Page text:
The change had allowed him to work with the softer tire compared to the race, which would offer more grip if he can make it last. "Today we mainly used the rear soft as yesterday in the GP we used a harder spec, so that's why we changed the bike to be able to stay more and longer time using the soft like everybody else happened to use," he said. He had been forced to give up something in braking, but he hoped the sacrifice would be worthwhile. "Of course at the end you always have to win and lose. But as I say, you have to change the dynamics in the corner and in the bike, and also you have to slowly adapt your riding to that. That's why. At this moment, I think positive, but calm."

All quiet on the Iwata front

With all this work going on at Honda, it was slightly disconcerting to see that Yamaha had little or nothing for Maverick Viñales or Valentino Rossi to test. They had a spacer for the tank to alter the seating position, but neither Rossi nor Viñales were particularly enamored of the new position. "It was just one piece here [between the legs] on the tank, so I sit a little bit more on the back," Viñales said. "I feel like I could ride a little bit better but finally it was not so much like this because it upsets so much the front and I had a lot of movement."

Forcing Viñales to sit further back had not been an improvement "I had just the seat a little bit more back because when I was riding with Johann, his riding style is a little bit different so I tried to be a little more like his style. Finally it upset the bike. It’s two completely different bikes. Just trying to find a good setting for the front, to make it work and finally we did it. I hope in Assen we can prove that."

He had been especially focused on the opening laps of the race. A revised sighting and warm up lap procedure had helped with warming the tires, but at the test he had worked on understanding how to push in the first few laps, with a full tank and new tires. "Not always new tires but always full tank, even if it was used. I had to get used to the full tank to see how the bike it brakes. Anyway, happy because we did different set-ups and finally the front tire works a little bit better and I could push, especially at the end, when I found a good setup for the bike."

"Sincerely we don’t have nothing big or special, but have two or three small ideas, small things that I hope can help us in acceleration," Valentino Rossi replied, when asked what he had to test. "But unfortunately I was like yesterday, and unfortunately looking at the data and everything we are not able to improve to go faster. It's a shame. But is like this. It's not easy. It's a long work. So it's normal like this."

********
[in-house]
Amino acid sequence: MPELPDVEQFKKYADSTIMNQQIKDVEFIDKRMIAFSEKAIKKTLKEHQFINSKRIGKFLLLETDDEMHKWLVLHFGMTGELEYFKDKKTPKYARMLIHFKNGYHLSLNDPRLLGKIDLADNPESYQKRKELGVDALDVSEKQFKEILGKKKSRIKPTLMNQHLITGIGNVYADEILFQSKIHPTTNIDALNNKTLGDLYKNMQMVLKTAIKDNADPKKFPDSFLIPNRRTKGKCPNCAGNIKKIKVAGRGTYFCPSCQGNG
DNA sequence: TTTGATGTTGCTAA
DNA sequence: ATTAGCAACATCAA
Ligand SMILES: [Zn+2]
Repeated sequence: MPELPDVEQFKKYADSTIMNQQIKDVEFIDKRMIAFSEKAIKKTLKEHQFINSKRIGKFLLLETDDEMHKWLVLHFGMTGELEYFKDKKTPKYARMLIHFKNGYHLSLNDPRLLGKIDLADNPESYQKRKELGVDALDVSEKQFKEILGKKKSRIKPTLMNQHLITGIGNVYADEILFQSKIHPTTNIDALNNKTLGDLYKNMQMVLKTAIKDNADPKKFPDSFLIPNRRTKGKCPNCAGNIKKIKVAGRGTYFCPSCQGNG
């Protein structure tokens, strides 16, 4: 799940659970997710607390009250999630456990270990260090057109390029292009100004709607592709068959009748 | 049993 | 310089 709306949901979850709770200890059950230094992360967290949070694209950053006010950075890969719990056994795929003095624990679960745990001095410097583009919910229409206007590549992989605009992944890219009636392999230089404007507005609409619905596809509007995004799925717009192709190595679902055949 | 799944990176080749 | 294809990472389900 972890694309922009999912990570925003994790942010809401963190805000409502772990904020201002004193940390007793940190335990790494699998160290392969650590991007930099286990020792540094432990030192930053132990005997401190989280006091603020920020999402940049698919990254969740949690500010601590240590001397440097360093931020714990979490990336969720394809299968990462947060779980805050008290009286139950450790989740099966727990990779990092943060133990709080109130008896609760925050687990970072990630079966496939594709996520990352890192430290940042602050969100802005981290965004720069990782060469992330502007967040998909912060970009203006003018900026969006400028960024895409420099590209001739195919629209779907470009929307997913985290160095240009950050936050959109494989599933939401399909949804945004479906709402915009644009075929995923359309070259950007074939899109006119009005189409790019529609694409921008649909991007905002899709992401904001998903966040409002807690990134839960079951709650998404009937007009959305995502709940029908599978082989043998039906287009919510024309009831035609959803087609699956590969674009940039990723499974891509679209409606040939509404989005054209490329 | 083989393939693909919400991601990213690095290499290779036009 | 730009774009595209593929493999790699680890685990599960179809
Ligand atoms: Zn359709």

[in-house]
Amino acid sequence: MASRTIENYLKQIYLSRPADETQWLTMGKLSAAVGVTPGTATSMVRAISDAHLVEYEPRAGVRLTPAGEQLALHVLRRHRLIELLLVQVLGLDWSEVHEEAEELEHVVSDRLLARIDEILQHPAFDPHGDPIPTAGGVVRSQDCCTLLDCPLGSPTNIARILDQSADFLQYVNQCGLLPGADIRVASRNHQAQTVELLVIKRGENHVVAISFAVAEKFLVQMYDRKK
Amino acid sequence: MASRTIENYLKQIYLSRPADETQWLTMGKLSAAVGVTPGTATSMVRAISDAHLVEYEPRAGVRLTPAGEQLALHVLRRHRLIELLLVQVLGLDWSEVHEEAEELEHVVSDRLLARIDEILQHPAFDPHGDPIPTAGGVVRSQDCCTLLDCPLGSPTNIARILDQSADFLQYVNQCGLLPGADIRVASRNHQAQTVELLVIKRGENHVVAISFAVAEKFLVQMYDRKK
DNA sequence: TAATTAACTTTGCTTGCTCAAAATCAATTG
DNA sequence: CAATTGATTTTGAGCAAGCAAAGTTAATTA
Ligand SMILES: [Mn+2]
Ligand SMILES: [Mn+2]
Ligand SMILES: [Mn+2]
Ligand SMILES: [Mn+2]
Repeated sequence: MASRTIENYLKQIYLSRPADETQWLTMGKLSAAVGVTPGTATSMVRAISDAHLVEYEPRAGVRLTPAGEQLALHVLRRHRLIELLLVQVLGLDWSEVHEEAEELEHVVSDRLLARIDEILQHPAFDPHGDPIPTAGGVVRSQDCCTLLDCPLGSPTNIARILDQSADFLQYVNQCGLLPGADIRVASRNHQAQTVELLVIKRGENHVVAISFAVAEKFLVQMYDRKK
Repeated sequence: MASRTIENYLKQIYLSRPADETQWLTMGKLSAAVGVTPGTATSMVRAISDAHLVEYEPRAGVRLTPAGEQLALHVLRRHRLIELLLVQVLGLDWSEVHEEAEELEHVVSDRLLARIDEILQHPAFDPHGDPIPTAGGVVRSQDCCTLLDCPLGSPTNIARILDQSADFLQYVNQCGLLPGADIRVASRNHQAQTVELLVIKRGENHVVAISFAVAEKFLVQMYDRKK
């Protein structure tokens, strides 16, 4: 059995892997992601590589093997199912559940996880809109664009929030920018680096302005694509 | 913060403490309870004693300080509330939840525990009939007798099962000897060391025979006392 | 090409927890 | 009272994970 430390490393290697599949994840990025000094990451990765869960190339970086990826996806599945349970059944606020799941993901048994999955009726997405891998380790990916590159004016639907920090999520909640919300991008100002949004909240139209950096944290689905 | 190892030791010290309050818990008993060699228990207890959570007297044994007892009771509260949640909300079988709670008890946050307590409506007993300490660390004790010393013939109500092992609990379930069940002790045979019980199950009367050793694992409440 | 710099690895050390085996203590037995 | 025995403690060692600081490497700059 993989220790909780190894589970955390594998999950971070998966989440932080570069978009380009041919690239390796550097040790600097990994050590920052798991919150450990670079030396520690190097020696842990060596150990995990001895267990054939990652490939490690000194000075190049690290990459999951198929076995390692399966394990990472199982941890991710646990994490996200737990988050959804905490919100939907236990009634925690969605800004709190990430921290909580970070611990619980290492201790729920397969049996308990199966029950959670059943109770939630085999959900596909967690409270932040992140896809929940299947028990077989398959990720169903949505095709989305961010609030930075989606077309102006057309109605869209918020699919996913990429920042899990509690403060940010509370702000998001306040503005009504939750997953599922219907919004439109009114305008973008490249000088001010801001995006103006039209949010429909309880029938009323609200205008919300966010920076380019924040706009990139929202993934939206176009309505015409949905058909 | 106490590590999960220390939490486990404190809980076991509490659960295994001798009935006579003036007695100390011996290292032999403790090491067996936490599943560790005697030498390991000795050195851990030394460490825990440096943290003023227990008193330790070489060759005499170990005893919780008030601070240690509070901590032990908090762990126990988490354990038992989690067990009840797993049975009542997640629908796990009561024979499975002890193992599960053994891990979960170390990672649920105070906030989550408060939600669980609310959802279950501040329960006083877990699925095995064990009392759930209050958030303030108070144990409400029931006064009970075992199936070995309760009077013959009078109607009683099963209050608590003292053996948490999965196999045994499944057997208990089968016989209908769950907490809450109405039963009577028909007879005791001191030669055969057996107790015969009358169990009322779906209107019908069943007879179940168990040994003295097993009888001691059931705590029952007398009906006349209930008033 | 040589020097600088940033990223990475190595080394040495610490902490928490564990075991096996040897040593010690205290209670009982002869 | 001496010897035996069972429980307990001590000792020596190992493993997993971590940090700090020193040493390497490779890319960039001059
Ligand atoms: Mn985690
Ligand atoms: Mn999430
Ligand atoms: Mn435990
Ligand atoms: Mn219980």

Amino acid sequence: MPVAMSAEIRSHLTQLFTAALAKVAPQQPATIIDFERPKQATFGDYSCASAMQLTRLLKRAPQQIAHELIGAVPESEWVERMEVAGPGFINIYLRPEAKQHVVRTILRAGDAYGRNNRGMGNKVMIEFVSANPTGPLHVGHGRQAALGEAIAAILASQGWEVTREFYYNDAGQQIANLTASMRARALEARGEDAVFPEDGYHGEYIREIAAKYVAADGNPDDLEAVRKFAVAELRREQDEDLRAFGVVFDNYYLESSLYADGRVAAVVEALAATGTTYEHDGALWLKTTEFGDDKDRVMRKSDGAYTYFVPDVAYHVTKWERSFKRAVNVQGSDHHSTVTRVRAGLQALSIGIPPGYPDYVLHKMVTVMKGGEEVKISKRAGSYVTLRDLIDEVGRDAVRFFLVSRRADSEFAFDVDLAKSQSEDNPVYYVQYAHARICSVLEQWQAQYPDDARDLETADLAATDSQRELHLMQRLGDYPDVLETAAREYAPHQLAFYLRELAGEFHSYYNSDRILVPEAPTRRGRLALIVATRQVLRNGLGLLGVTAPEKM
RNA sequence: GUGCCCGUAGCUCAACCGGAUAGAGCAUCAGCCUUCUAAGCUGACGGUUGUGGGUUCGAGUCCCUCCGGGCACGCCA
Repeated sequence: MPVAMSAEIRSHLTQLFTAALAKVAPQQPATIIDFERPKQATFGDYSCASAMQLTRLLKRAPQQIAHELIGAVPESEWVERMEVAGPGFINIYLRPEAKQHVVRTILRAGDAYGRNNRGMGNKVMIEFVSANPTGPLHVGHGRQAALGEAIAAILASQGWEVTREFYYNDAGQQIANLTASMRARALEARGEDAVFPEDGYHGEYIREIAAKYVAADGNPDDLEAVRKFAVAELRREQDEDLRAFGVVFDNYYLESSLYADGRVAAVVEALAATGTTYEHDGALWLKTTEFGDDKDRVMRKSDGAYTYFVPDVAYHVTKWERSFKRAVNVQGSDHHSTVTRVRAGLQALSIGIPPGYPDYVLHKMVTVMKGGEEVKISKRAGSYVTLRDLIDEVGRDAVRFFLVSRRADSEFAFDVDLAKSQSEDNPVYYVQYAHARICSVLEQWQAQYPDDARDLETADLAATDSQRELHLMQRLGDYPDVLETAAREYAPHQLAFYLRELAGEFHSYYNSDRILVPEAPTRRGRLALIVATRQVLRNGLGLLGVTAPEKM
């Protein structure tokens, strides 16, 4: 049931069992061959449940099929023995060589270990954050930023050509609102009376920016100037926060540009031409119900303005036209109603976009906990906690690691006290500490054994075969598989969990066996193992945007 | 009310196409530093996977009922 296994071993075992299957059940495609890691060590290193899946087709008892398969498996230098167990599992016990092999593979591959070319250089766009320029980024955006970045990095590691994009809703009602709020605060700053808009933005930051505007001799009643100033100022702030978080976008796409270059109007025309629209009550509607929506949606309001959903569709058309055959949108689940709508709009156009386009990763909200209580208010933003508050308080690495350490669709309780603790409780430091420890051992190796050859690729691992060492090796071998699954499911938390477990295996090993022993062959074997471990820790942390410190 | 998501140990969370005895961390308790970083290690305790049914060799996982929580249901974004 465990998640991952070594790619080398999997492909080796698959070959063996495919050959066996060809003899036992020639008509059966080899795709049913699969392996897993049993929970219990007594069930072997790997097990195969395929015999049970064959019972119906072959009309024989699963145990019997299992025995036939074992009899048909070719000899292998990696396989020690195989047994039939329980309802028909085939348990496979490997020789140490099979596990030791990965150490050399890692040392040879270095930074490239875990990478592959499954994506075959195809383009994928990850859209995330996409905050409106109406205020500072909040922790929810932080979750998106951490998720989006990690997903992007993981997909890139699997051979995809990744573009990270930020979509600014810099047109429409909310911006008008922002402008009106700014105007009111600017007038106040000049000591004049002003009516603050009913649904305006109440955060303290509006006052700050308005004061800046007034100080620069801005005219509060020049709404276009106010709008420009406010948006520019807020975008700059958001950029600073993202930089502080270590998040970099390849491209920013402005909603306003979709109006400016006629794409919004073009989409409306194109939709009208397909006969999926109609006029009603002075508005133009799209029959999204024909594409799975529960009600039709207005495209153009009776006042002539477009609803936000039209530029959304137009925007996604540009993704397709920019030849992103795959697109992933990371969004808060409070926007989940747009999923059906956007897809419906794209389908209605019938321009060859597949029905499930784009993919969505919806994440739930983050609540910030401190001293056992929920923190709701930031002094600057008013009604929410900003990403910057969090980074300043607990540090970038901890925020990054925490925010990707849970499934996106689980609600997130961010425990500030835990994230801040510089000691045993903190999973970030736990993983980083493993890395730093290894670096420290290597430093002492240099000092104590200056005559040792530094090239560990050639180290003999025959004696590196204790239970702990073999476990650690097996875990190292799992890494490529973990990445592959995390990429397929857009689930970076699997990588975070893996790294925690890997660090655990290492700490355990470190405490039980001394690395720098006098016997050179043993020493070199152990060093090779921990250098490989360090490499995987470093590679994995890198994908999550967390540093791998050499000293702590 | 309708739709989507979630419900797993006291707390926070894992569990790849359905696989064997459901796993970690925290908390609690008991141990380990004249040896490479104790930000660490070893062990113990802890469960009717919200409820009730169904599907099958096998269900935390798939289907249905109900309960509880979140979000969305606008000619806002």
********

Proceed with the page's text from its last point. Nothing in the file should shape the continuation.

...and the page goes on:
But Rossi was far from impressed with the rate of progress. "We have some small things here but now the next test in Brno, on the Monday after the race, so we hope there to find something else. And from now to Brno we race with the same bike." That did not leave him hopeful of being able to break Yamaha's losing streak with their current bike. "What do you think?!" he exclaimed, half joking, when asked if he could win a race on the bike he has. "But we try. We try for sure!" he added.

Losing streak

Such little progress must be rather worrying for Rossi and Viñales, as they have not managed to be competitive for almost a year now. Barcelona was the 18th race since their last victory, Valentino Rossi's win at Assen. They need something to help make them competitive again, but when they will get it remains to be seen. The charitable interpretation of Yamaha's apparent lack of action is that they are working on something major, a radical update which should help fix their issues. Rossi and Viñales will have to hope that this is the case, and that Yamaha can bring that to Brno for them to test.

The alternative interpretation is that Yamaha has lost its way, and cannot find a development direction to follow which would help them. It may be that they are just a small update away from getting back on the right track again. But they need to find something soon.